Transportation Network Profile (TNP). The TNP has been prepared in draft form by the Volpe National Transportation Systems Center for the US Department of Transportation (USDOT) Bureau of Transportation Statistics (BTS). The TNP contains specifications for an SDTS profile for use with geographic vector data with network topology. Data sets are represented by vector objects which comprise a network (sometimes non-planar) or planar graph. Excluded are raster data and geometry-only vector data. Once available, the TNP will accommodate the USDOT BTS transportation network data files.

Point Profile. The Point Profile has also been referred to as the Geodetic Profile, the High Precision Point Profile, and SDTS Part 6. A draft version of the Point Profile was prepared in mid 1996 by the National Oceanic and Atmospheric Administration - National Geophysical Data Center (NOAA-NGDC) and the USGS. This profile is designed to support a major release of geodetic control point data from NOAA's National Geodetic Survey (NGS), as well as point-only data from other agencies. The adoption of this profile as an FGDC standard was sponsored by the Federal Geodetic Control Subcommittee (FGCS) of FGDC through the Standards Working Group of FGDC. FGDC approval for the Point Profile, known as FGDC-STD-002.6, was approved in 1998.

Computer Aided Design and Drafting Pr ofile (CADD). (Download the free Adobe Reader) The Computer Aided Design and Drafting Profile (CADD) contains specifications for an SDTS profile for use with vector-based geographic data as represented in CADD software. The purpose of this profile is to facilitate the transl ation of this data between CADD packages without loss of data, and support the translation of this data between CADD and mainstr eam GIS packages. CADD software makes up a large portion of the Geographic Information Systems (GIS) marketplace. CADD software allows for several types of elements, in particular, the use of three-dimensional elements and complex curves that are not comm only used by GIS. This profile allows the representation of two- and three-dimensional geographic vector data from CADD package s to be transferred via the SDTS standard. This profile supports two-dimensional vector data and three-dimensional vector data, where the third dimension is the "height" of the object. These data may or may not have topology. This profile does not suppor t raster data or two-dimensional transfers already represented by another profile. The CADD profile, approved by the FGDC in Mar ch 2000, is known as FGDC-STD-002.7-2000.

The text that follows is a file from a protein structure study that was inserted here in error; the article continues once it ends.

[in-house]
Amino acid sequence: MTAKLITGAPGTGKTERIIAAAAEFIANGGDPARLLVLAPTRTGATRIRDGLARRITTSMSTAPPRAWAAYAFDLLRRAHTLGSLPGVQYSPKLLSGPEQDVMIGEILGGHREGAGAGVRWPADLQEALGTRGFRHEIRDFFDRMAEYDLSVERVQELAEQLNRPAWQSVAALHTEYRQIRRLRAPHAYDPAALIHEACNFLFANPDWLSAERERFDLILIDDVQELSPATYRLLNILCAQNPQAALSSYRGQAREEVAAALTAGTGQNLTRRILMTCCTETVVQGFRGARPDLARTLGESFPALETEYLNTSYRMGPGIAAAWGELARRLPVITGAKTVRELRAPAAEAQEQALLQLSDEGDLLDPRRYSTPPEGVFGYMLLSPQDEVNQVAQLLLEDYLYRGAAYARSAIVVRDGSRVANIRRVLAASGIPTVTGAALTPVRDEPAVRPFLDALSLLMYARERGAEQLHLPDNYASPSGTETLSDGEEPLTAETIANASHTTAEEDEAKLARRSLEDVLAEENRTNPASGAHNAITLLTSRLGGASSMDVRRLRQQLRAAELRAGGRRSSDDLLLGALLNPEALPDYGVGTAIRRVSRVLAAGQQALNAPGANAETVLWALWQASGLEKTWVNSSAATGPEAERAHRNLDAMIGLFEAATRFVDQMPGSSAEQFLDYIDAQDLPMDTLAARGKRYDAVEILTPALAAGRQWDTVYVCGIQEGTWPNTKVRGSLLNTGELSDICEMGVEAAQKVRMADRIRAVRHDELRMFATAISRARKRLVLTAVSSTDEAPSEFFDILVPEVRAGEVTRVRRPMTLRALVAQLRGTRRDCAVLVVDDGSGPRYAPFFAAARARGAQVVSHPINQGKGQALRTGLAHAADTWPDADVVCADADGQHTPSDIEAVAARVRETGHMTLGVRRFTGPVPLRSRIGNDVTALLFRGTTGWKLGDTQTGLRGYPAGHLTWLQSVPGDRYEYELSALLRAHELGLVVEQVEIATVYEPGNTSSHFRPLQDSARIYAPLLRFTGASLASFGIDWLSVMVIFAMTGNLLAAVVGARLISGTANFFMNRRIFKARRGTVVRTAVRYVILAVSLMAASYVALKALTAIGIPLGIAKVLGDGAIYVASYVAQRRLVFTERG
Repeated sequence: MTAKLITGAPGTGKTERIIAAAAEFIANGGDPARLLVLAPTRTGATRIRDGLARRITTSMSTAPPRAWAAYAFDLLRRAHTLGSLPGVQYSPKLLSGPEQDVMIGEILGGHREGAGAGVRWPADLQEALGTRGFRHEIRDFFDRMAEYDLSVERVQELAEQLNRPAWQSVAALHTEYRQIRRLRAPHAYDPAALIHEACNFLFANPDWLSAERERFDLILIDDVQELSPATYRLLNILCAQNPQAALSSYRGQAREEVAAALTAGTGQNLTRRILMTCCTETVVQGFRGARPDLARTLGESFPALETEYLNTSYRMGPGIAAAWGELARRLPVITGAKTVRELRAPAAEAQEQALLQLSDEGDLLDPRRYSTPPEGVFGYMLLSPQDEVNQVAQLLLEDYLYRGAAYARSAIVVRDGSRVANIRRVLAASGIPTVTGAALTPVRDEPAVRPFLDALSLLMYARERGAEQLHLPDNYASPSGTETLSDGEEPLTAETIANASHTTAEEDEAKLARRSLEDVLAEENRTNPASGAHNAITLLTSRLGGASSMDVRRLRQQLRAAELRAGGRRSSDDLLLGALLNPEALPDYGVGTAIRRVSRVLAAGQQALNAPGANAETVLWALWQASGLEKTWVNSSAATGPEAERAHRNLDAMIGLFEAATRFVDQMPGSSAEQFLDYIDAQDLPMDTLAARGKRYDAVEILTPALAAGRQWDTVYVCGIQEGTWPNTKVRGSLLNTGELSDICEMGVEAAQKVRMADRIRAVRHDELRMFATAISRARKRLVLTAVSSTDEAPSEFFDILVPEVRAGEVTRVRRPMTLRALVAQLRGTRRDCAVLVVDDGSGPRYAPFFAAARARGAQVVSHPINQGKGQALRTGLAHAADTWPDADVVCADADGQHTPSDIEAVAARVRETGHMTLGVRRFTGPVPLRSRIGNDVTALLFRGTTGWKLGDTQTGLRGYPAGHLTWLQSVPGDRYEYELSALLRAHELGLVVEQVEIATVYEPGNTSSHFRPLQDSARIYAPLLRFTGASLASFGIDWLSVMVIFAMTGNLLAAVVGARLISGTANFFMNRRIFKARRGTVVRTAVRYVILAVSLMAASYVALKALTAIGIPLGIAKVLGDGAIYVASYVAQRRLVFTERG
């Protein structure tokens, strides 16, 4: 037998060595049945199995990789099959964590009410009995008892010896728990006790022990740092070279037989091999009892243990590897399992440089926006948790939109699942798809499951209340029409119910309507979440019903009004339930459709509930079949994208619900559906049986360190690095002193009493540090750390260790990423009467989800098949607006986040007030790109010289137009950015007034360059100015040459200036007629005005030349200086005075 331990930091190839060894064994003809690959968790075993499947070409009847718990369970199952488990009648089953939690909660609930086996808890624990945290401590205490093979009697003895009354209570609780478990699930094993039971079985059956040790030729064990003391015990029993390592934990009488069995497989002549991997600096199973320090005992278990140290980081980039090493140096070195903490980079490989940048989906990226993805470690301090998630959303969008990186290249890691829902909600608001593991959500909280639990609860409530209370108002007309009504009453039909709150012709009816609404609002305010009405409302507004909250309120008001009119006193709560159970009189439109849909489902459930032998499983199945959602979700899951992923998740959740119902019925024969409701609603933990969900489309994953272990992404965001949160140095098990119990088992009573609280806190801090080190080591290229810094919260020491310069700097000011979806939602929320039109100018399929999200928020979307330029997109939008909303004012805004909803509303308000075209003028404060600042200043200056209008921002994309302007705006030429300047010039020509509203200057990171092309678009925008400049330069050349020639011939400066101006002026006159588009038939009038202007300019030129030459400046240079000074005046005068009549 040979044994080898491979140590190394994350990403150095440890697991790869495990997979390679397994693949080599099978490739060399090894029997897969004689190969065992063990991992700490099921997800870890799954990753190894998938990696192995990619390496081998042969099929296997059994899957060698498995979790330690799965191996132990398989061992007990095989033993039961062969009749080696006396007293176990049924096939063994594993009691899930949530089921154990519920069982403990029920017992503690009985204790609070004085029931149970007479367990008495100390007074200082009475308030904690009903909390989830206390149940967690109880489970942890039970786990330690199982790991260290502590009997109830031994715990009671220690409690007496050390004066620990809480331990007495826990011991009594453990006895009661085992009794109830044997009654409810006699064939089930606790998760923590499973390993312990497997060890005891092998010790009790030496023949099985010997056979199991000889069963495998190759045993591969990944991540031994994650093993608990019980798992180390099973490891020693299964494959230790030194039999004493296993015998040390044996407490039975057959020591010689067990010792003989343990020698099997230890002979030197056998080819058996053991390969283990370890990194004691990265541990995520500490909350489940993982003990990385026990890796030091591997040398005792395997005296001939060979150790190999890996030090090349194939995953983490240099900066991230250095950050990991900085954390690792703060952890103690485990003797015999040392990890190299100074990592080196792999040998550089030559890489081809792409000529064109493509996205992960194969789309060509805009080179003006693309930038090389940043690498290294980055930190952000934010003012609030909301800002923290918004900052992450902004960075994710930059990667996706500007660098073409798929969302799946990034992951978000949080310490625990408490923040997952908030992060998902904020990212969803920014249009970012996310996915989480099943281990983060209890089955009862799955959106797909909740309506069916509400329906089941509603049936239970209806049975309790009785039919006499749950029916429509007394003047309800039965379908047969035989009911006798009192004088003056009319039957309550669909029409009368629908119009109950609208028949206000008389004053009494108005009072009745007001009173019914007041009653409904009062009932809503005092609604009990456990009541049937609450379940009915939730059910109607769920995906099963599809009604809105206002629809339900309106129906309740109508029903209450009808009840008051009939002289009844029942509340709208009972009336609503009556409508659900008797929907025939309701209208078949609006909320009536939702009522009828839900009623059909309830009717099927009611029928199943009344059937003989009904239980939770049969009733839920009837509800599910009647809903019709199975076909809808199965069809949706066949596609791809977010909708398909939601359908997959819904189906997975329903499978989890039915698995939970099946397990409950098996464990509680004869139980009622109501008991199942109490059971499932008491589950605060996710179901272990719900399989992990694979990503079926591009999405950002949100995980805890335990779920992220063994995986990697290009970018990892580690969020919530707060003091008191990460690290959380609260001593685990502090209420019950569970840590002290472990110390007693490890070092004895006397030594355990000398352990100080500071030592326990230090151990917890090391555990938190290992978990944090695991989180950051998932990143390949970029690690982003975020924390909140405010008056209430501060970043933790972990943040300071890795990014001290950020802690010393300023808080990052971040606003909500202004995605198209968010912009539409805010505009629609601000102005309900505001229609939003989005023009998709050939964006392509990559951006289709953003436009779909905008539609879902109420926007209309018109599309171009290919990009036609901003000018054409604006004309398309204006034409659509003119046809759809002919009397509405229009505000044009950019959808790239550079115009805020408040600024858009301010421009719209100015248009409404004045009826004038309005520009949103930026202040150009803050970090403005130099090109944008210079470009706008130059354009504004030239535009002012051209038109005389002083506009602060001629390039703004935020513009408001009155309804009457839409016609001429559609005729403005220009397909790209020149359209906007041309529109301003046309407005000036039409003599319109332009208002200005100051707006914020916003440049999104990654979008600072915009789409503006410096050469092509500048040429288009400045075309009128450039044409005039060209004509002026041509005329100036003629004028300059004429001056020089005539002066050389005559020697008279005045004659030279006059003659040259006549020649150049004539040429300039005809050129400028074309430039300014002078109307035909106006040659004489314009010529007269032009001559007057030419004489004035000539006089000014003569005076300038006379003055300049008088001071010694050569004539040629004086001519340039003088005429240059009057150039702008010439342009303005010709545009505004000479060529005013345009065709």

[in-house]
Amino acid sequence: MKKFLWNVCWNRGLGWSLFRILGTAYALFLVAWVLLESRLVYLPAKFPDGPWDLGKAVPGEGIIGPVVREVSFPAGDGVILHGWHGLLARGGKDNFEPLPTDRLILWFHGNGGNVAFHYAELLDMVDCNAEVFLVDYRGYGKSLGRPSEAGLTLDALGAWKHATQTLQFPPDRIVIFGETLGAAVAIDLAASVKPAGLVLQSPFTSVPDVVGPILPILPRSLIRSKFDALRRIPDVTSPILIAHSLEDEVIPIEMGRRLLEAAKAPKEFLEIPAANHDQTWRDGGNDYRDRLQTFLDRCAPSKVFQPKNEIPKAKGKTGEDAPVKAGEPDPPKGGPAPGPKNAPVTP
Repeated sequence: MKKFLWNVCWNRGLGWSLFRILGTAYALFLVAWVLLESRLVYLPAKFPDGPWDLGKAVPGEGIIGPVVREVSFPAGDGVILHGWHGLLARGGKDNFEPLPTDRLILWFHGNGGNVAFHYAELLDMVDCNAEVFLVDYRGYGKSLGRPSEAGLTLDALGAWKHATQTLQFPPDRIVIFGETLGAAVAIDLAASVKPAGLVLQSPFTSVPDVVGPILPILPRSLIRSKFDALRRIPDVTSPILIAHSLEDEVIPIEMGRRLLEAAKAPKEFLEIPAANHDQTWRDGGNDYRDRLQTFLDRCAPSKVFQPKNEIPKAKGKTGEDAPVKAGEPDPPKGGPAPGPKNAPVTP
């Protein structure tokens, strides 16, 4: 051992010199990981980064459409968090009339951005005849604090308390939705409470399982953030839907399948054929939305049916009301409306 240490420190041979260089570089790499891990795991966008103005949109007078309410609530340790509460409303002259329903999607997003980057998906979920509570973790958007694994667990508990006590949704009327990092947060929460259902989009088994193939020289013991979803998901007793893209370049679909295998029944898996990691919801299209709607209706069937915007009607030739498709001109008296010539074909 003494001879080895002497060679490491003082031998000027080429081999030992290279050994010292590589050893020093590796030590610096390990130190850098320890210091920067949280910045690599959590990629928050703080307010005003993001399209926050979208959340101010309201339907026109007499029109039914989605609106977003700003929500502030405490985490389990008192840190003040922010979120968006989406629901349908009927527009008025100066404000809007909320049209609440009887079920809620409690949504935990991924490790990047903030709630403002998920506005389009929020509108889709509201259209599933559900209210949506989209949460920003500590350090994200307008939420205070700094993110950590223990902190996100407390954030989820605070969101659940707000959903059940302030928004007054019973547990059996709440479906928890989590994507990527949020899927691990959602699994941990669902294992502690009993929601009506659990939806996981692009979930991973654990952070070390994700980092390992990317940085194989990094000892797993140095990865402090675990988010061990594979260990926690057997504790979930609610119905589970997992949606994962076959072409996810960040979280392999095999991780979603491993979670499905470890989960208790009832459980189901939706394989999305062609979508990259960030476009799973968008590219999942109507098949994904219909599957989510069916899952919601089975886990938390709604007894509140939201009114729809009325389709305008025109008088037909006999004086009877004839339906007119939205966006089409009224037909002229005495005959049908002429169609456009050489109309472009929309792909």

Steps for the Development and Approval of an SDTS Profile

1. Have interest in putting data into SDTS.
2. Try to match your data model to existing profiles.
3. Determine that no current profile will do.
4. Contact FGDC or SDTS authority with idea for new profile.
5. Announce intentions. Seek groups with similar needs.
6. Write new profile document using most similar profile as guide.
7. Contact NIST, FGDC SWG, ANSI, or other standards group to begin formal review and approval process , if desired.
8. Develop documents describing mappings of specific products into this profile.
9. Develop sample data sets using profile.
10. Seek vendor support for translator development.
11. Work with NIST on conformance testing.
12. Begin producing or exchanging data using profile.

red ballTo view Parts 1 - 5 of SDTS
red ballTo view the draft Transportation Network Profile document
red ballTo see an HTML version of the draft Point Profile document

red ballFor a detailed overview of SDTS Profiles
red ballFor more informative articles on Profiles visit our SDTS Information FTP Site